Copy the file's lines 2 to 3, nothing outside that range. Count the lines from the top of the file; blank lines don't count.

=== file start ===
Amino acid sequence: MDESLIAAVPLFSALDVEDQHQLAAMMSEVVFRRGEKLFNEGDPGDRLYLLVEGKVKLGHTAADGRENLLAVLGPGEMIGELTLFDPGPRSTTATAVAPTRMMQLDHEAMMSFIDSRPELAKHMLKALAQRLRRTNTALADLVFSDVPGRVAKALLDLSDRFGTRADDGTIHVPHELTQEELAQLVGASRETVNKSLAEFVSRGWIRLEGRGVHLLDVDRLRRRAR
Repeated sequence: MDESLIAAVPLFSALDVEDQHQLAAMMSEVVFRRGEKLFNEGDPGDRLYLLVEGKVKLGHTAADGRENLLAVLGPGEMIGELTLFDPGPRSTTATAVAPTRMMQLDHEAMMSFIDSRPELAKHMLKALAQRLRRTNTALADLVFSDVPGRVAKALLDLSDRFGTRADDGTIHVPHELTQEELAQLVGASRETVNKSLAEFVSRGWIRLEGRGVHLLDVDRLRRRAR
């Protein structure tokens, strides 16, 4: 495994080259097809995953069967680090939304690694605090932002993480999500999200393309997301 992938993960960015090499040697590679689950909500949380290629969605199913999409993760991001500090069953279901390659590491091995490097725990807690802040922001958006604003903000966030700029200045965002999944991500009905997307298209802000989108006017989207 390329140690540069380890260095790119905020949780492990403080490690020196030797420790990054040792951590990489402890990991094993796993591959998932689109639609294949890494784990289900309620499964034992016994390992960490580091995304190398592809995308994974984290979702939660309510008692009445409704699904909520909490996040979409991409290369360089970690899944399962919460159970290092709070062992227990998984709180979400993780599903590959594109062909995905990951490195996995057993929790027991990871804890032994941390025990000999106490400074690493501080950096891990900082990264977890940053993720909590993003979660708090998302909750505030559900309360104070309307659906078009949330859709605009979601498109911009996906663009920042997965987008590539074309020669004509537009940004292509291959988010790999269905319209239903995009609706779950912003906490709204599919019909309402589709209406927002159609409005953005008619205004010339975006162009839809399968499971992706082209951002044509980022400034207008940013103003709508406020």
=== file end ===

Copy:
Repeated sequence: MDESLIAAVPLFSALDVEDQHQLAAMMSEVVFRRGEKLFNEGDPGDRLYLLVEGKVKLGHTAADGRENLLAVLGPGEMIGELTLFDPGPRSTTATAVAPTRMMQLDHEAMMSFIDSRPELAKHMLKALAQRLRRTNTALADLVFSDVPGRVAKALLDLSDRFGTRADDGTIHVPHELTQEELAQLVGASRETVNKSLAEFVSRGWIRLEGRGVHLLDVDRLRRRAR
């Protein structure tokens, strides 16, 4: 495994080259097809995953069967680090939304690694605090932002993480999500999200393309997301 992938993960960015090499040697590679689950909500949380290629969605199913999409993760991001500090069953279901390659590491091995490097725990807690802040922001958006604003903000966030700029200045965002999944991500009905997307298209802000989108006017989207 390329140690540069380890260095790119905020949780492990403080490690020196030797420790990054040792951590990489402890990991094993796993591959998932689109639609294949890494784990289900309620499964034992016994390992960490580091995304190398592809995308994974984290979702939660309510008692009445409704699904909520909490996040979409991409290369360089970690899944399962919460159970290092709070062992227990998984709180979400993780599903590959594109062909995905990951490195996995057993929790027991990871804890032994941390025990000999106490400074690493501080950096891990900082990264977890940053993720909590993003979660708090998302909750505030559900309360104070309307659906078009949330859709605009979601498109911009996906663009920042997965987008590539074309020669004509537009940004292509291959988010790999269905319209239903995009609706779950912003906490709204599919019909309402589709209406927002159609409005953005008619205004010339975006162009839809399968499971992706082209951002044509980022400034207008940013103003709508406020």